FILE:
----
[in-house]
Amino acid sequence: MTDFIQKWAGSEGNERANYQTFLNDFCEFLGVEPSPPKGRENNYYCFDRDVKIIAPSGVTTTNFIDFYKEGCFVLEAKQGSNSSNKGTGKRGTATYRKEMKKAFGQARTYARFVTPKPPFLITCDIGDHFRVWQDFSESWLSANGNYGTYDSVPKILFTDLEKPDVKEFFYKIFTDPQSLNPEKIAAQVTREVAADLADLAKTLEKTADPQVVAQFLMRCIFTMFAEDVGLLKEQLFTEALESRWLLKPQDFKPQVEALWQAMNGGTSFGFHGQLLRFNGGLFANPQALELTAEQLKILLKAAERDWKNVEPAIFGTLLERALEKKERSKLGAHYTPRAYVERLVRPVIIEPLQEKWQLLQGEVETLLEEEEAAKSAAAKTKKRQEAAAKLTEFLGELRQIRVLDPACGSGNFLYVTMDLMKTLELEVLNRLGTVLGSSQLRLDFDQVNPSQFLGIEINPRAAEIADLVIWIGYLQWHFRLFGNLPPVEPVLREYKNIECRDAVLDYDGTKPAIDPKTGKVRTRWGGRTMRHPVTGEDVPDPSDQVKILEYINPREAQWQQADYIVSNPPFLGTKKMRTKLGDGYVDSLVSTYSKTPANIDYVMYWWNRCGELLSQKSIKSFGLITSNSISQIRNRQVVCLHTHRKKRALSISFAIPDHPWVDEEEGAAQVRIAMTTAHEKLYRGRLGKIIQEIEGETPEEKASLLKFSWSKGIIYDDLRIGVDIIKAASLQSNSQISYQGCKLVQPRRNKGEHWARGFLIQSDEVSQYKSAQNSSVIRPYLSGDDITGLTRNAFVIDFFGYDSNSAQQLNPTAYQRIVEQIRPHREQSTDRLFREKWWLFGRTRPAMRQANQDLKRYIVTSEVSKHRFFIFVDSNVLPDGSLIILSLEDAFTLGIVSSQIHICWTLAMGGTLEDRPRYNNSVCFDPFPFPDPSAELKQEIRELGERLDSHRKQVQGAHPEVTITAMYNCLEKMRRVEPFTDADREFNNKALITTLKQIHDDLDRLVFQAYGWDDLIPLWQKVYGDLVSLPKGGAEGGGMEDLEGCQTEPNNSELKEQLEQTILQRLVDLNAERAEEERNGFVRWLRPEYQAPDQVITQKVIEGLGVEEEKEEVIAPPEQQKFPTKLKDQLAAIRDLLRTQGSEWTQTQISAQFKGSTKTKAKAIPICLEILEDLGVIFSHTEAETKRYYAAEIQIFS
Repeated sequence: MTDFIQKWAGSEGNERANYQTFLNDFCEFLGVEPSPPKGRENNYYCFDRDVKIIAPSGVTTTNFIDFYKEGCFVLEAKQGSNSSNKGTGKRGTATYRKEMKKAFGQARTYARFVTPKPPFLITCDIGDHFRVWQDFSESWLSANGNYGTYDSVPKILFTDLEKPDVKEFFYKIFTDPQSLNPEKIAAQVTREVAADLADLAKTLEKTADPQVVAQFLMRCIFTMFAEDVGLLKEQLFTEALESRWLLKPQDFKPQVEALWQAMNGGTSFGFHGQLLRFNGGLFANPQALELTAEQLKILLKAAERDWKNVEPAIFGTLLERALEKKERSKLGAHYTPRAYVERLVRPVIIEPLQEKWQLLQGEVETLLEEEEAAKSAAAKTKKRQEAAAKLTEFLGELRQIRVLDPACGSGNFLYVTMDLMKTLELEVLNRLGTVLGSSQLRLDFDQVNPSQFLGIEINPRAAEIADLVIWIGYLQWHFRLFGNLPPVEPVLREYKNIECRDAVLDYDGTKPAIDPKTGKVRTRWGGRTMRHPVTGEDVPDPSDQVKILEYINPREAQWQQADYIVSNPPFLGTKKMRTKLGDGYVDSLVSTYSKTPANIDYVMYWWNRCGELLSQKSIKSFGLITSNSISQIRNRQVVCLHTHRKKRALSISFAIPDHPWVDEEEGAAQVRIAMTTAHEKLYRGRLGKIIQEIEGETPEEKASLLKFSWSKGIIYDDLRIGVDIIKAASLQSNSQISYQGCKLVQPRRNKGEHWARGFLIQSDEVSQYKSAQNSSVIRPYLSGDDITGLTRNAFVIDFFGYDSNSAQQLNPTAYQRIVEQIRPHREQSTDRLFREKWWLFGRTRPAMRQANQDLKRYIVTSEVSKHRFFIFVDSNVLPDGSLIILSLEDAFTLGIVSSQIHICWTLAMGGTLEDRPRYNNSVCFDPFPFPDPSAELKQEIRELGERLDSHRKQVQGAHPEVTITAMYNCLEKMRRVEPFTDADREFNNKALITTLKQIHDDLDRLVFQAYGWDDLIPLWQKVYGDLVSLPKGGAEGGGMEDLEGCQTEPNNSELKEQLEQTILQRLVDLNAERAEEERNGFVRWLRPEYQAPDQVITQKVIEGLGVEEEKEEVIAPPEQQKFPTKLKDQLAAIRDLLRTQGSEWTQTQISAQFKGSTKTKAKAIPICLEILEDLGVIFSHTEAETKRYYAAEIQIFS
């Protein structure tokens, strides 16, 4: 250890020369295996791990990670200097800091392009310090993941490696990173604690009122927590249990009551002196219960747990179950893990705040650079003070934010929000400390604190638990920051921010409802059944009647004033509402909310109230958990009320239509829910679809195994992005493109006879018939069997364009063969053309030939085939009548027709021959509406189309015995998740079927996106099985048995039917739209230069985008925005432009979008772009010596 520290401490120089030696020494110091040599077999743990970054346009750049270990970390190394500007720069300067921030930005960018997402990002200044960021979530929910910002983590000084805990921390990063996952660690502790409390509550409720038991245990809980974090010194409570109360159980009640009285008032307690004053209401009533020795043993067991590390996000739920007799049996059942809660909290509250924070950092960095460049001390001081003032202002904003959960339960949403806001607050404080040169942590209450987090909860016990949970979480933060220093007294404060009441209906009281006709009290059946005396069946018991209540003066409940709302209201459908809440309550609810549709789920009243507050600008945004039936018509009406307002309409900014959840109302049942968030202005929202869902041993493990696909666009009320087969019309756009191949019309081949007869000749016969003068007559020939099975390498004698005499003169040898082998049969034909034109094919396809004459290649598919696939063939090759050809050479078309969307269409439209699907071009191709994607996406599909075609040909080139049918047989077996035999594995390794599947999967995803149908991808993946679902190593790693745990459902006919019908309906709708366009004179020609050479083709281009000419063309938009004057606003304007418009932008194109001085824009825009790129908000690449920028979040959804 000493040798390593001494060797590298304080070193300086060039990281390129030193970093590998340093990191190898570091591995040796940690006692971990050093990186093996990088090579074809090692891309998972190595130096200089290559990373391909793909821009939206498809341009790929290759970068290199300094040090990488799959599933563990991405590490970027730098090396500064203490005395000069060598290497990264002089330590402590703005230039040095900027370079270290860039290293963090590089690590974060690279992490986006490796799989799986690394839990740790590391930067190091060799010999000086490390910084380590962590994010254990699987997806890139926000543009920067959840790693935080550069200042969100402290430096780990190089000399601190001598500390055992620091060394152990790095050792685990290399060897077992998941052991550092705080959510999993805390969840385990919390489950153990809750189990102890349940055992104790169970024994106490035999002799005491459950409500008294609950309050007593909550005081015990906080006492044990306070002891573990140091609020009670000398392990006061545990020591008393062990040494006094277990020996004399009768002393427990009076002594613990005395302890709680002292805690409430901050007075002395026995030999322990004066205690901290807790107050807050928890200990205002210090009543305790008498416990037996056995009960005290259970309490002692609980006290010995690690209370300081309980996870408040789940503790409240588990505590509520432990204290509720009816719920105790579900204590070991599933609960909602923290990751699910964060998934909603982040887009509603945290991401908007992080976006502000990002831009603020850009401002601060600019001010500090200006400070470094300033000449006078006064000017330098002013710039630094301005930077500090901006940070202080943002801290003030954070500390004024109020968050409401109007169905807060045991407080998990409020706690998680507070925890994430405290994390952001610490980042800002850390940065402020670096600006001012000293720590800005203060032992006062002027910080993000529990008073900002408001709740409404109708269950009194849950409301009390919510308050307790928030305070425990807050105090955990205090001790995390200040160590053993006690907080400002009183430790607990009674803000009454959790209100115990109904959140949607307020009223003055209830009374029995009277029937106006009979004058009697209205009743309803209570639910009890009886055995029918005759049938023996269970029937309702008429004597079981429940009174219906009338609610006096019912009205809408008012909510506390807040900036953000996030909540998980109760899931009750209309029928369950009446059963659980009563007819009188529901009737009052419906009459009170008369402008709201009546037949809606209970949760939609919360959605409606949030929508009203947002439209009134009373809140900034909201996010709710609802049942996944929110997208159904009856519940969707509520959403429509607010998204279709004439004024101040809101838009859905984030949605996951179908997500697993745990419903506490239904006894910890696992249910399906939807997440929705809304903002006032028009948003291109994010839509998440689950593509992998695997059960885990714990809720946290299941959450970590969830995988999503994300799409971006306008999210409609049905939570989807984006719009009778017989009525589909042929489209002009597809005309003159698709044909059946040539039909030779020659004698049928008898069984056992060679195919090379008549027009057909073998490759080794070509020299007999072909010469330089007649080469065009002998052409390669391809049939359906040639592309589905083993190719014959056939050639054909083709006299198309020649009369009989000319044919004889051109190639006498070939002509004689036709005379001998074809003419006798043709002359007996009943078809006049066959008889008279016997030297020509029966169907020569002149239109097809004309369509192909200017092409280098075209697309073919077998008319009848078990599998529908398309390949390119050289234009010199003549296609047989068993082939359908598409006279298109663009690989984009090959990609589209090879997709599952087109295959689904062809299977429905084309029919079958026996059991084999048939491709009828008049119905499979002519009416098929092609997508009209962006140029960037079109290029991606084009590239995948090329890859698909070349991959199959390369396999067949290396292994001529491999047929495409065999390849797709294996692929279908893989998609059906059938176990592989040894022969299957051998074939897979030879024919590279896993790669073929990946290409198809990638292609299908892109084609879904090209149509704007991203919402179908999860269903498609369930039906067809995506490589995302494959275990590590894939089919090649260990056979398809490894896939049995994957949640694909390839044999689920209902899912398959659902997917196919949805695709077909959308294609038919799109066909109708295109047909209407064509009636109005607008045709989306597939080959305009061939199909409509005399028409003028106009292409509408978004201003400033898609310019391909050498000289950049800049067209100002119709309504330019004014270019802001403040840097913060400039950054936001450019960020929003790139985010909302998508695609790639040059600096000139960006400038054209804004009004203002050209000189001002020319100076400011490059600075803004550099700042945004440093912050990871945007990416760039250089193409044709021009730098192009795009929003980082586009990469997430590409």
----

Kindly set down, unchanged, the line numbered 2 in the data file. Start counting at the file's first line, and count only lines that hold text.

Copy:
Amino acid sequence: MTDFIQKWAGSEGNERANYQTFLNDFCEFLGVEPSPPKGRENNYYCFDRDVKIIAPSGVTTTNFIDFYKEGCFVLEAKQGSNSSNKGTGKRGTATYRKEMKKAFGQARTYARFVTPKPPFLITCDIGDHFRVWQDFSESWLSANGNYGTYDSVPKILFTDLEKPDVKEFFYKIFTDPQSLNPEKIAAQVTREVAADLADLAKTLEKTADPQVVAQFLMRCIFTMFAEDVGLLKEQLFTEALESRWLLKPQDFKPQVEALWQAMNGGTSFGFHGQLLRFNGGLFANPQALELTAEQLKILLKAAERDWKNVEPAIFGTLLERALEKKERSKLGAHYTPRAYVERLVRPVIIEPLQEKWQLLQGEVETLLEEEEAAKSAAAKTKKRQEAAAKLTEFLGELRQIRVLDPACGSGNFLYVTMDLMKTLELEVLNRLGTVLGSSQLRLDFDQVNPSQFLGIEINPRAAEIADLVIWIGYLQWHFRLFGNLPPVEPVLREYKNIECRDAVLDYDGTKPAIDPKTGKVRTRWGGRTMRHPVTGEDVPDPSDQVKILEYINPREAQWQQADYIVSNPPFLGTKKMRTKLGDGYVDSLVSTYSKTPANIDYVMYWWNRCGELLSQKSIKSFGLITSNSISQIRNRQVVCLHTHRKKRALSISFAIPDHPWVDEEEGAAQVRIAMTTAHEKLYRGRLGKIIQEIEGETPEEKASLLKFSWSKGIIYDDLRIGVDIIKAASLQSNSQISYQGCKLVQPRRNKGEHWARGFLIQSDEVSQYKSAQNSSVIRPYLSGDDITGLTRNAFVIDFFGYDSNSAQQLNPTAYQRIVEQIRPHREQSTDRLFREKWWLFGRTRPAMRQANQDLKRYIVTSEVSKHRFFIFVDSNVLPDGSLIILSLEDAFTLGIVSSQIHICWTLAMGGTLEDRPRYNNSVCFDPFPFPDPSAELKQEIRELGERLDSHRKQVQGAHPEVTITAMYNCLEKMRRVEPFTDADREFNNKALITTLKQIHDDLDRLVFQAYGWDDLIPLWQKVYGDLVSLPKGGAEGGGMEDLEGCQTEPNNSELKEQLEQTILQRLVDLNAERAEEERNGFVRWLRPEYQAPDQVITQKVIEGLGVEEEKEEVIAPPEQQKFPTKLKDQLAAIRDLLRTQGSEWTQTQISAQFKGSTKTKAKAIPICLEILEDLGVIFSHTEAETKRYYAAEIQIFS